A single injection of either the Astrazeneca/Oxford jab or the Pfizer/Biontech vaccine is more than 80 per cent effective in preventing hospitalisation among over-80s, the health secretary has announced.
Speaking at this evening’s Downing Street press conference, Matt Hancock hailed the new data from Public Health England as “extremely good news,” adding that it may help explain a recent drop in hospital admissions.
The number of patients admitted to hospital each day with Covid has plummeted from a peak of 4,576 on 12 January to just over 1,100 last week.
The UK’s chief medical officers last week downgraded the national Covid alert level, after announcing the NHS is no longer at immediate risk of being overwhelmed.
“This shows, in the real world, across the UK right now, that the vaccine is helping both to protect the NHS and to save lives,” said Hancock.
“In fact, the detailed data show that the protection that you get from catching Covid 35 days after a first jab is even slightly better in the Oxford job than for the Pfizer, albeit both results are clearly very strong,” he added.
The pre-print study from Public Health England showed the Astrazeneca jab provides around 60 to 73 per cent protection against symptomatic Covid in those over-70, four weeks after the first injection.
Meanwhile, the Pfizer/Biontech vaccine is thought to provide around 57 to 61 per cent protection for over-70s, according to the study.
It comes as a major snub to a slew of European countries that have questioned the efficacy of the Astrazeneca vaccine in recent weeks.
French President Emmanuel Macron has faced growing calls to apologise after claiming the jab was “quasi-ineffective” among older patients.
Meanwhile erroneous reports in various German media outlets earlier this year claimed the vaccine was only eight per cent effective in over-65s.
German officials later U-turned on the figure, but the false headlines have been accused of sparking a slump in uptake of the Astrazeneca vaccine across Europe.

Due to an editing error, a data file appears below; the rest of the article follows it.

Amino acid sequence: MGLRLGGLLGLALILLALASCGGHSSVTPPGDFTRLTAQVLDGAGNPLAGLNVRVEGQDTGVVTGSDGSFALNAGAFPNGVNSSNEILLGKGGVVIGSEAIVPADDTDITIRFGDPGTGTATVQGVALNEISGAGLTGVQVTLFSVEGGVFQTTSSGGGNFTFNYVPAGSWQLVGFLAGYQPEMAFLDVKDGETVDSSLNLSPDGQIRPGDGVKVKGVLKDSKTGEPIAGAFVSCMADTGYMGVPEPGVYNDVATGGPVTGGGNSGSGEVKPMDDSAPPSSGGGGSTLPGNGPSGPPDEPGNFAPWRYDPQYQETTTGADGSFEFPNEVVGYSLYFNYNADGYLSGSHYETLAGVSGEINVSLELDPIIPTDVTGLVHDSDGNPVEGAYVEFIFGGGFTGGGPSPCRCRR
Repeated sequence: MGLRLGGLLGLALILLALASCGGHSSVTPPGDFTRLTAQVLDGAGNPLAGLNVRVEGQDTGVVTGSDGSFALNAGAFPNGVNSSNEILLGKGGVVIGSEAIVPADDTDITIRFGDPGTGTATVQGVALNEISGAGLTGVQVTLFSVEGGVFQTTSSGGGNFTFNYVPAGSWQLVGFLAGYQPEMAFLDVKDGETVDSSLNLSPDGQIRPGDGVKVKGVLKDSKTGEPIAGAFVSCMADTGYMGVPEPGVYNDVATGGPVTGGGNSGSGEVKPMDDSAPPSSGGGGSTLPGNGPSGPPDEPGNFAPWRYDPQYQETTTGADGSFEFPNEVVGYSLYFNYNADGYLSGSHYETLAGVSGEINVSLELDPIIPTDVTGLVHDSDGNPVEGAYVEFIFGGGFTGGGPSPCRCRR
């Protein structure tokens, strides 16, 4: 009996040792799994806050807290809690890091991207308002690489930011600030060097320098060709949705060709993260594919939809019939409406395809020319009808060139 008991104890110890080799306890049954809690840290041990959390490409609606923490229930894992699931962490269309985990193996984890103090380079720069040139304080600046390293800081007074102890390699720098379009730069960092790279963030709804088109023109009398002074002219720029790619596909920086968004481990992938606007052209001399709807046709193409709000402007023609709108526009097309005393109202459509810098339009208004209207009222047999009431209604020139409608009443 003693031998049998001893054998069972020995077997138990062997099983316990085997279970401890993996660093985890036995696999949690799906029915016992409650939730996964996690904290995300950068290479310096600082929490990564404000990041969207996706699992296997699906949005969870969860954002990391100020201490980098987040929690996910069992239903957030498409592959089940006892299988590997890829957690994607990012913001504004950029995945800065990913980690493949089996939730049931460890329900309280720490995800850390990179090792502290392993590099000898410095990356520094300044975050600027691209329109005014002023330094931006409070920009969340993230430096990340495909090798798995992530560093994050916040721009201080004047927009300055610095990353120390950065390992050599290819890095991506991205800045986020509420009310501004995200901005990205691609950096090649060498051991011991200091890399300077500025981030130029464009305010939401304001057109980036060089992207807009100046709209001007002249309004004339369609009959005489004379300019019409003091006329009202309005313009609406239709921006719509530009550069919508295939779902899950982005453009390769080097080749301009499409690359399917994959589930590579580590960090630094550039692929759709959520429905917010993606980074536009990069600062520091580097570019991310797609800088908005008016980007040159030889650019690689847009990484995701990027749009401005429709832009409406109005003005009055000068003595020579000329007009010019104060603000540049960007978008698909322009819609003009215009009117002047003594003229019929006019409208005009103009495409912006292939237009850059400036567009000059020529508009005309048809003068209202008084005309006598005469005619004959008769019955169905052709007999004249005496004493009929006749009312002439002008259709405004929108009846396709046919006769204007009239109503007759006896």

Eleven out of 27 EU member states including France, Germany, Poland and Italy, have declined to give the jab to older people because of the lack of early clinical trial data supporting its efficacy in over-55s.
An average of just five per cent of EU residents have received their first dose of a coronavirus vaccine, according to the European Centre for Disease Prevention and Control’s Covid-19 Vaccine Tracker. The figure is as low as 4.9 per cent in France and 4.2 per cent in Italy.
In comparison, around 30 per cent of Brits have received their first dose of either the Pfizer/Biontech or Astrazeneca jabs, with more than 20m doses administered in total.
Professor Jonathan Van-Tam, England’s deputy chief medical officer, said the new data from Public Health England “clearly vindicated” the UK’s approach to the vaccine rollout.
“I’m not here to criticise other countries but I do say that I think in time, the data emerging from our programme will speak for itself and other countries will doubtless be very interested in it,” he added.
However, it is unclear whether either of the current jabs provide protection against emerging coronavirus variants.
The health secretary announced the government will plug an extra £1.65bn into the development of Covid vaccines, as ministers scramble to contain cases of a new Brazilian coronavirus mutation from spreading across the country.
Part of the funding will “go towards further vaccine testing and development, to make sure we are fast and effective in developing the next generation of Covid vaccines, including vaccines against new variants”.
“There’s a huge amount of underway work underway to ensure that we can develop the vaccines against variants as fast as safely possible,” Hancock added.
Ministers are also looking at a potential booster dose which “could tackle these evolving mutations… much as we tackle mutations from flu,” the health secretary said.
The government has already secured 50m doses of a “next generation” vaccine being developed by German biotech firm Curevac, that will be especially suited to tackling new Covid mutations.
It comes after ministers rolled out surge testing in parts of Gloucestershire today to stamp out the spread of a new Covid-19 variant first identified in Brazil.
The variant is believed to be more transmissible than the original strain of the virus and may be more resistant to the UK’s two approved Covid vaccines.
The Brazil strain, also known as the P1 variant or Manaus variant, has similar mutations found in the South Africa strain of coronavirus.
“These and other mutations are associated with reduced impact of antibodies against the virus in laboratory experiments,” said Public Health England’s Dr Susan Hopkins.
“The current vaccines have not yet been studied against this variant and we will need to wait further clinical and trial data to understand the vaccine effectiveness against this variant. In the meantime, it is important to retract cases of this new variant as closely as possible in order to limit a spread in the UK,” she added.
Six cases have been recored in the UK so far, including three in England and three in Scotland.
Two of the England cases have been found in South Gloucestershire, while a search is currently underway to locate the third case. It is thought the patient failed to provide contact details on their testing form.
Anyone who took a Covid test on 12 or 13 February but hasn’t yet received a result has been told to get in touch by calling 119 in England.